Taxation of 70-80 global firms may be possible under new global tax scheme: minister
South Korea may be able to collect taxes from 70-80 global firms that have earned profits in Asia's fourth-largest economy under a new landmark global tax scheme, the country's finance minister has said.
Finance Minister Hong Nam-ki made the remarks Saturday in Rome as the leaders of the Group of 20 major economies endorsed a two-pillar deal to impose a minimum tax of 15 percent and to share taxes imposed on profits of multinational companies in a bid to prevent them from dodging taxes.
"With the agreement, the Korean government's tax revenue is expected to slightly increase," Hong told reporters. Hong accompanied President Moon Jae-in on his trip to Italy for the G-20 summit.
Under the deal, multinational firms with global sales of more than 20 billion euros ($23.1 billion) and profitability of at least 10 percent will need to pay 25 percent of their profits in excess of a margin of 10 percent to markets where they have business activities and earn money.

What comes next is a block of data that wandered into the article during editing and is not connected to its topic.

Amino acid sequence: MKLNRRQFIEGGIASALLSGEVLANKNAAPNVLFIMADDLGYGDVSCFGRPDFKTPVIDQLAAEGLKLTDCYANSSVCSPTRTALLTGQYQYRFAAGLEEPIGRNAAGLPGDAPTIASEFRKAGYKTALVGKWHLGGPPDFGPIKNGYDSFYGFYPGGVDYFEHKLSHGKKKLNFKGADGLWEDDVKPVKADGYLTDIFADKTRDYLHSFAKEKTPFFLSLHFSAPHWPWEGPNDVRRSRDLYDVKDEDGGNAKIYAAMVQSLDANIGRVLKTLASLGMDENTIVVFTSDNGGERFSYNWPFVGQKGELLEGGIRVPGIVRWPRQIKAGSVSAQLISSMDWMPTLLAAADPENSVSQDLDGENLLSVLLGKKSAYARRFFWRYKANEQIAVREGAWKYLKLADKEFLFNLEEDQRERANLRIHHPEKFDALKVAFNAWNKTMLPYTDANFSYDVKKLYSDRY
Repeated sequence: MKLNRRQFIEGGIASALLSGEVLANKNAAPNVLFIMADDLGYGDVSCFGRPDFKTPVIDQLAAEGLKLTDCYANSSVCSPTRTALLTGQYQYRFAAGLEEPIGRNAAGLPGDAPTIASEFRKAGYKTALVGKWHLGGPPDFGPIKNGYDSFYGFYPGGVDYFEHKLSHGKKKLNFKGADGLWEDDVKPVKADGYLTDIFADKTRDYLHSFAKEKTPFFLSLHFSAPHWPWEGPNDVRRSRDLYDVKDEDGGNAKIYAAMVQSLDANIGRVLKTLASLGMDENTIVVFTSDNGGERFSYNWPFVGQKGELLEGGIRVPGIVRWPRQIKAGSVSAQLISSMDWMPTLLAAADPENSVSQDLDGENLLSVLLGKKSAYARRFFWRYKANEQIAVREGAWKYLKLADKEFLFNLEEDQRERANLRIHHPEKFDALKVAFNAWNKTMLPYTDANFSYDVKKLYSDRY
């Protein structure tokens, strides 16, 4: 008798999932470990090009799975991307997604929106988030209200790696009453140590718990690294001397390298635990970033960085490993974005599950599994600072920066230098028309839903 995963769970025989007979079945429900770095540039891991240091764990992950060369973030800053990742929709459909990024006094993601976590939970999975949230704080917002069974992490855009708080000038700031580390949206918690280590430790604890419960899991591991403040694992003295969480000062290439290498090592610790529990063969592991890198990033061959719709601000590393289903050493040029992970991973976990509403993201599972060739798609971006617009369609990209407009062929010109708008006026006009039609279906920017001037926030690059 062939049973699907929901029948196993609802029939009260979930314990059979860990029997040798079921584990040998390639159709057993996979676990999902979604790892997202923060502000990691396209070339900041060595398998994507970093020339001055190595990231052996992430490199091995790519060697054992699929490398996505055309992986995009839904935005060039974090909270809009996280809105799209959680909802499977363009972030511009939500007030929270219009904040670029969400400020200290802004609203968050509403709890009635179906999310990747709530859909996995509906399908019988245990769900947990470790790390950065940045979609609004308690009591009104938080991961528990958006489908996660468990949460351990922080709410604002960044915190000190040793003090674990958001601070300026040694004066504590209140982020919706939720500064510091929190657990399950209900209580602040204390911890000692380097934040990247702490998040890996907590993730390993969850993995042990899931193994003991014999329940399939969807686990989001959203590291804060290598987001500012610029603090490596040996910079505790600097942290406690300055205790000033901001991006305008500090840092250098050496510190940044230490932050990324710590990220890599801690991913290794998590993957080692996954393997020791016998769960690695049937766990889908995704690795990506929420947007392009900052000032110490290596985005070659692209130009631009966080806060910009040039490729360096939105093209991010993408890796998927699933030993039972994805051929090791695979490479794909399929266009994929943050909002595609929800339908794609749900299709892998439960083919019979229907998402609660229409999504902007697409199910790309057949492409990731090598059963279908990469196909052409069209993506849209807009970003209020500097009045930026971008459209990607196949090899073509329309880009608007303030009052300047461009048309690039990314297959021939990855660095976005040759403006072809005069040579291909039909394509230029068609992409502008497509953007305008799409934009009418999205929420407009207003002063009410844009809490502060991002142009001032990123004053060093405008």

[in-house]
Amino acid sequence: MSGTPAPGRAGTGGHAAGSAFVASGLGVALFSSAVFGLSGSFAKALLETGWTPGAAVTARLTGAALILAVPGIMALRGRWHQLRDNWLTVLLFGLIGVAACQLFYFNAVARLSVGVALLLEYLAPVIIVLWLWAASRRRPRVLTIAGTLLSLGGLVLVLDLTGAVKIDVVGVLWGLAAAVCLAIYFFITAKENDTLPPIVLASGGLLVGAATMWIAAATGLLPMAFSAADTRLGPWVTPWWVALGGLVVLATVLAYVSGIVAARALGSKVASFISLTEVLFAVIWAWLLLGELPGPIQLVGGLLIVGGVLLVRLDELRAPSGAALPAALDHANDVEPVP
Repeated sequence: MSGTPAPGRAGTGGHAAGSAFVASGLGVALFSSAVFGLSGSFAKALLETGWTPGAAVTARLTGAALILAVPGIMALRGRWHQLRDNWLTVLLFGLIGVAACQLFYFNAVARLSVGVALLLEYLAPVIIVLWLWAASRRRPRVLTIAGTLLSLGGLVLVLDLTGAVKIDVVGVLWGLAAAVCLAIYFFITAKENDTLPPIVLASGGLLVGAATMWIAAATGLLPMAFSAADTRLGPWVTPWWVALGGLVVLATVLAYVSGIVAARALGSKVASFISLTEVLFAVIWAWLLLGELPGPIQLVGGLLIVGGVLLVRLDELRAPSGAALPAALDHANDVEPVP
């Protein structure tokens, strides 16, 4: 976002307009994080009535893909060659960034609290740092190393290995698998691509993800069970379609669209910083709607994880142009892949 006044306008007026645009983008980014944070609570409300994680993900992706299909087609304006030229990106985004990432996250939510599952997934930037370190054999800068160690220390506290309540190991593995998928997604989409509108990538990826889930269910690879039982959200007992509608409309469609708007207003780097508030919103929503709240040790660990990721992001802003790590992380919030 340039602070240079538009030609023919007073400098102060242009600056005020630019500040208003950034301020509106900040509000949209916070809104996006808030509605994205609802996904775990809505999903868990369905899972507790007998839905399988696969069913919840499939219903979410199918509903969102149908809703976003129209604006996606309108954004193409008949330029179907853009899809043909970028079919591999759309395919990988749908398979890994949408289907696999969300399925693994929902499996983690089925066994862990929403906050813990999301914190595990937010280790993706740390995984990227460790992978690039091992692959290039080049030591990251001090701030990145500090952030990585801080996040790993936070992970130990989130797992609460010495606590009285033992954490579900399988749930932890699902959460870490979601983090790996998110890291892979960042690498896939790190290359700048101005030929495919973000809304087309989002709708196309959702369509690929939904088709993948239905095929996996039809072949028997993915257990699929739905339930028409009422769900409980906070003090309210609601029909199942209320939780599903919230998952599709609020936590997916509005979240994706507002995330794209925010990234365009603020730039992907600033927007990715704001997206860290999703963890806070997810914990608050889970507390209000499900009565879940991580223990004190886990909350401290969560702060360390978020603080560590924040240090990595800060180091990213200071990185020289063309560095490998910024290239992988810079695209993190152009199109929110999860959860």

Global companies whose consolidated sales exceed 750 million euros will also be subject to the global minimum corporate tax of 15 percent. The new rules will take effect in 2023.
"Among multinational firms that have earned profits in South Korea, 70 to 80 firms would be subject to the new tax rules," Hong said.
Samsung Electronics, the world's biggest maker of memory chips, will be certain to become South Korea's first company to be subject to the new tax rules. The country's No. 2 chipmaker, SK hynix, could be governed by the tax scheme, depending on its profit margin.
The tax deal will enable the Korean government to collect taxes from global tech firms, such as Google and Apple, as they will have to pay corporate taxes here when the rules take effect.
The minimum corporate tax rate could see countries collect around $150 billion in new revenues annually, according to the Organization for Economic Cooperation and Development. Taxing rights on more than $125 billion of profit are expected to be reallocated to markets where big firms earn money. (Yonhap)